Calculus

Infinite Sequences and Series

Taylor and Maclaurin Series

Page 1
Problems 1-2
Page 2
Problems 3-6

If a function \(f\left( x \right)\) has continuous derivatives up to \(\left( {n + 1} \right)\)th order, then this function can be expanded in the following way:
\[
{f\left( x \right) }={ \sum\limits_{n = 0}^\infty {{f^{\left( n \right)}}\left( a \right)\frac{{{{\left( {x – a} \right)}^n}}}{{n!}}} }
= {f\left( a \right) + f’\left( a \right)\left( {x – a} \right) }+{ \frac{{f^{\prime\prime}\left( a \right){{\left( {x – a} \right)}^2}}}{{2!}} + \ldots }
+ {\frac{{{f^{\left( n \right)}}\left( a \right){{\left( {x – a} \right)}^n}}}{{n!}} }+{ {R_n},}
\]
where \({R_n},\) called the remainder after \({n + 1}\) terms, is given by
\[
{{R_n} }={ \frac{{{f^{\left( {n + 1} \right)}}\left( \xi \right){{\left( {x – a} \right)}^{n + 1}}}}{{\left( {n + 1} \right)!}},\;\;}\kern0pt
{a \lt \xi \lt x.}
\]
When this expansion converges over a certain range of \(x,\) that is, \(\lim\limits_{n \to \infty } {R_n} = 0,\) then the expansion is called Taylor Series of \(f\left( x \right)\) expanded about \(a.\)

If \(a = 0,\) the series is called Maclaurin Series:
\[
{f\left( x \right) }={ \sum\limits_{n = 0}^\infty {{f^{\left( n \right)}}\left( 0 \right)\frac{{{x^n}}}{{n!}}} }
= {f\left( 0 \right) + f’\left( 0 \right)x }+{ \frac{{f^{\prime\prime}\left( 0 \right){x^2}}}{{2!}} + \ldots }
+{ \frac{{{f^{\left( n \right)}}\left( 0 \right){x^n}}}{{n!}} }+{ {R_n}.}
\]

Some Useful Maclaurin Series

\[{{e^x} = \sum\limits_{n = 0}^\infty {\frac{{{x^n}}}{{n!}}} }={ 1 + x + {\frac{{{x^2}}}{{2!}}} }+{ {\frac{{{x^3}}}{{3!}}} + \ldots} \]
\[{\cos x = \sum\limits_{n = 0}^\infty {\frac{{{{\left( { – 1} \right)}^n}{x^{2n}}}}{{\left( {2n} \right)!}}} }={ 1 – {\frac{{{x^2}}}{{2!}}} }+{ {\frac{{{x^4}}}{{4!}}} }-{ {\frac{{{x^6}}}{{6!}}} + \ldots }\]
\[{\sin x = \sum\limits_{n = 0}^\infty {\frac{{{{\left( { – 1} \right)}^n}{x^{2n + 1}}}}{{\left( {2n + 1} \right)!}}} }={ x – {\frac{{{x^3}}}{{3!}}} }+{ {\frac{{{x^5}}}{{5!}}} }-{ {\frac{{{x^7}}}{{7!}}} + \ldots }\]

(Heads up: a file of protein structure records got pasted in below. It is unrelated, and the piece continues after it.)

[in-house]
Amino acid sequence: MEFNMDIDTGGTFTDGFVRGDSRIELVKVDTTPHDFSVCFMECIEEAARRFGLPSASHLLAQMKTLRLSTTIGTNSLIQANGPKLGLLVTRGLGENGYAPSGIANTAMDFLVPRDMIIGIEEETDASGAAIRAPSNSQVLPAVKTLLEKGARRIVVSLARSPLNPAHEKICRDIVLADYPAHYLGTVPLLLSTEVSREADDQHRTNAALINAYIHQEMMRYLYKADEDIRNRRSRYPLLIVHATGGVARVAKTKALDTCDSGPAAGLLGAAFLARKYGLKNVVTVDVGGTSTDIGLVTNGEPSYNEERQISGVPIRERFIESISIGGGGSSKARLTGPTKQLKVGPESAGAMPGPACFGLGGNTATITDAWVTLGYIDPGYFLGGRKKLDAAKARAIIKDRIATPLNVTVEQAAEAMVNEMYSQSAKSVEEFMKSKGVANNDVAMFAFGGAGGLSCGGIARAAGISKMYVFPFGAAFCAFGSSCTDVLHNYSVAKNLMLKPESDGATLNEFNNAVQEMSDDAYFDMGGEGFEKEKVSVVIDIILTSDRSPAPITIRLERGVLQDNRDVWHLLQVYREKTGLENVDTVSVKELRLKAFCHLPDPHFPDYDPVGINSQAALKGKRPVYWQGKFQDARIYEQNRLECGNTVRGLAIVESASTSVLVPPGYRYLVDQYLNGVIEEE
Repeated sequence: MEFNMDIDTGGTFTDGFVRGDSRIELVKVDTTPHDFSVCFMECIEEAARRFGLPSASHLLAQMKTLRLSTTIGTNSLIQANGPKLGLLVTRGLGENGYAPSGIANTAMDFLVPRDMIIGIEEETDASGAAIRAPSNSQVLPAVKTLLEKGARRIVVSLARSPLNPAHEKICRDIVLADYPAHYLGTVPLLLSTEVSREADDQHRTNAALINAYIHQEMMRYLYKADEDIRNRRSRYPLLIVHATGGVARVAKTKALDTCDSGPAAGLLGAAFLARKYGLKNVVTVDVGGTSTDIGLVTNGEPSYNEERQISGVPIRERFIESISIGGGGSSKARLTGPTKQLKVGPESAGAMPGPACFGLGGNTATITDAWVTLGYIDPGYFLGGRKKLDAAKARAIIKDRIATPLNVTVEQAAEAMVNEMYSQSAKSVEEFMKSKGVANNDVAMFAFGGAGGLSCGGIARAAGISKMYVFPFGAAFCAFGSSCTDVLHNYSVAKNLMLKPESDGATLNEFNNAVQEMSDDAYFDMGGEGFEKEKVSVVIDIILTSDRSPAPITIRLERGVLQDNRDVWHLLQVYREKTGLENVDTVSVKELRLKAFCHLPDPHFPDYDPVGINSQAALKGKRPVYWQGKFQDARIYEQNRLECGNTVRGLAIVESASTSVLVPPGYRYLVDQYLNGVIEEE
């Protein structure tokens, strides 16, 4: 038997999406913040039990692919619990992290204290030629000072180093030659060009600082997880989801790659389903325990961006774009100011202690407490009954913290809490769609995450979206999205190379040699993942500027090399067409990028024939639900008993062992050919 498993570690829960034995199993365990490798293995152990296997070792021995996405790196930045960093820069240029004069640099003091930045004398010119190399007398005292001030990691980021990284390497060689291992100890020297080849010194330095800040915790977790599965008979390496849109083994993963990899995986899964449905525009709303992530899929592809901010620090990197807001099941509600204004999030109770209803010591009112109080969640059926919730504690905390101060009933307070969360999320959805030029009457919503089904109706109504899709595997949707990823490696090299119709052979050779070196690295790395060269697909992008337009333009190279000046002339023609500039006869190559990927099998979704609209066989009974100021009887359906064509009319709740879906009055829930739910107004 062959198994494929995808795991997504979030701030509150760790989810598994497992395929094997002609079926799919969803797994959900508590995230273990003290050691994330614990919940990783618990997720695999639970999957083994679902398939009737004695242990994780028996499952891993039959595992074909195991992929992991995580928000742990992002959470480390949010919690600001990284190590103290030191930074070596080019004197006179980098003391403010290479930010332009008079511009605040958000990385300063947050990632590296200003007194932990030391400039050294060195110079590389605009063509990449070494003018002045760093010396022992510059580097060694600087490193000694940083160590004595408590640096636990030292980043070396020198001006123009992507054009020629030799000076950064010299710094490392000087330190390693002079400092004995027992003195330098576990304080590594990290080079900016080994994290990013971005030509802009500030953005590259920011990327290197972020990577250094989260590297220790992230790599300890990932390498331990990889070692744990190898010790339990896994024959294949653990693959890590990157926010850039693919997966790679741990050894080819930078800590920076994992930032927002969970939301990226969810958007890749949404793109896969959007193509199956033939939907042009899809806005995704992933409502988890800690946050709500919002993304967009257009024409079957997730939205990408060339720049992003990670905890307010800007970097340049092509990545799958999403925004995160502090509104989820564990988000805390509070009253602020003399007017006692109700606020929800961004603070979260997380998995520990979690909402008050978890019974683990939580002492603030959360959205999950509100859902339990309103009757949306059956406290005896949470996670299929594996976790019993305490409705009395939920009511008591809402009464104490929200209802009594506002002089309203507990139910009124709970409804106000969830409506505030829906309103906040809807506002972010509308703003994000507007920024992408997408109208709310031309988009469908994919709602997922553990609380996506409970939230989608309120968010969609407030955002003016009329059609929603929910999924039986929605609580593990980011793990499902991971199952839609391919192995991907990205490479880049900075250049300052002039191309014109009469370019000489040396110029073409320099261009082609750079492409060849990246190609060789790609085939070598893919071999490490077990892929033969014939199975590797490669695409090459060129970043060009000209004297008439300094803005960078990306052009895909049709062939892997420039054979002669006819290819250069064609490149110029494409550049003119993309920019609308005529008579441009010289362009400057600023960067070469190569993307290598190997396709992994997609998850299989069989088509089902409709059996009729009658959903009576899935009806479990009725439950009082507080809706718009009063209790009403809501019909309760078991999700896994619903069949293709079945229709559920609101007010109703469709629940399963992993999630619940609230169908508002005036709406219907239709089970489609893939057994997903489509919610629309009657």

\[{\cosh x = \sum\limits_{n = 0}^\infty {\frac{{{x^{2n}}}}{{\left( {2n} \right)!}}} }={ 1 + {\frac{{{x^2}}}{{2!}}} + {\frac{{{x^4}}}{{4!}}} }+{ {\frac{{{x^6}}}{{6!}}} + \ldots }\]
\[{\sinh x = \sum\limits_{n = 0}^\infty {\frac{{{x^{2n + 1}}}}{{\left( {2n + 1} \right)!}}} }={ x + {\frac{{{x^3}}}{{3!}}} }+{ {\frac{{{x^5}}}{{5!}}} }+{ {\frac{{{x^7}}}{{7!}}} + \ldots }\]

Solved Problems

Click on problem description to see solution.

 Example 1

Find the Maclaurin series for \({\cos ^2}x.\)

 Example 2

Obtain the Taylor series for \(f\left( x \right) \) \(= 3{x^2} – 6x + 5\) about the point \(x = 1.\)

 Example 3

Find the Maclaurin series for \({e^{kx}},\) \(k\) is a real number.

 Example 4

Find the Taylor series of the cubic function \({x^3}\) about \(x = 3.\)

 Example 5

Find the Maclaurin series for \({\left( {1 + x} \right)^\mu }.\)

 Example 6

Determine the Maclaurin series for \(f\left( x \right) = \sqrt {1 + x}. \)

Example 1.

Find the Maclaurin series for \({\cos ^2}x.\)

Solution.

We use the trigonometric identity \({\cos ^2}x \) \(= {\large\frac{{1 + \cos 2x}}{2}\normalsize}.\)

As the Maclaurin series for \(\cos x\) is \(\sum\limits_{n = 0}^\infty {\large\frac{{{{\left( { – 1} \right)}^n}{x^{2n}}}}{{\left( {2n} \right)!}}\normalsize},\) we can write:
\[
{\cos 2x }={ \sum\limits_{n = 0}^\infty {\frac{{{{\left( { – 1} \right)}^n}{{\left( {2x} \right)}^{2n}}}}{{\left( {2n} \right)!}}} }
= {\sum\limits_{n = 0}^\infty {\frac{{{{\left( { – 1} \right)}^n}{2^{2n}}{x^{2n}}}}{{\left( {2n} \right)!}}} .}
\]
Therefore
\[
{1 + \cos 2x }
={ 1 + \sum\limits_{n = 0}^\infty {\frac{{{{\left( { – 1} \right)}^n}{2^{2n}}{x^{2n}}}}{{\left( {2n} \right)!}}} }
={ 2 + \sum\limits_{n = 1}^\infty {\frac{{{{\left( { – 1} \right)}^n}{2^{2n}}{x^{2n}}}}{{\left( {2n} \right)!}}} ,}
\]
\[
{{\cos ^2}x }={ \frac{{1 + \cos 2x}}{2} }
= {1 + \sum\limits_{n = 1}^\infty {\frac{{{{\left( { – 1} \right)}^n}{2^{2n – 1}}{x^{2n}}}}{{\left( {2n} \right)!}}} .}
\]

Example 2.

Obtain the Taylor series for \(f\left( x \right) \) \(= 3{x^2} – 6x + 5\) about the point \(x = 1.\)

Solution.

Compute the derivatives:
\[
{f’\left( x \right) = 6x – 6,\;\;}\kern-0.3pt
{f^{\prime\prime}\left( x \right) = 6,\;\;}\kern-0.3pt
{f^{\prime\prime\prime}\left( x \right) = 0.}
\]
As can be seen, \({f^{\left( n \right)}}\left( x \right) = 0\) for all \(n \ge 3.\) Then for \(x = 1,\) we get
\[
{f\left( 1 \right) = 2,\;\;}\kern-0.3pt
{f’\left( 1 \right) = 0,\;\;}\kern-0.3pt
{f^{\prime\prime}\left( 1 \right) = 6.}
\]
Hence, the Taylor expansion for the given function is
\[
{f\left( x \right) }={ \sum\limits_{n = 0}^\infty {{f^{\left( n \right)}}\left( 1 \right)\frac{{{{\left( {x – 1} \right)}^n}}}{{n!}}} }
= {2 + \frac{{6{{\left( {x – 1} \right)}^2}}}{{2!}} }
= {2 + 3{\left( {x – 1} \right)^2}.}
\]

Page 1
Problems 1-2
Page 2
Problems 3-6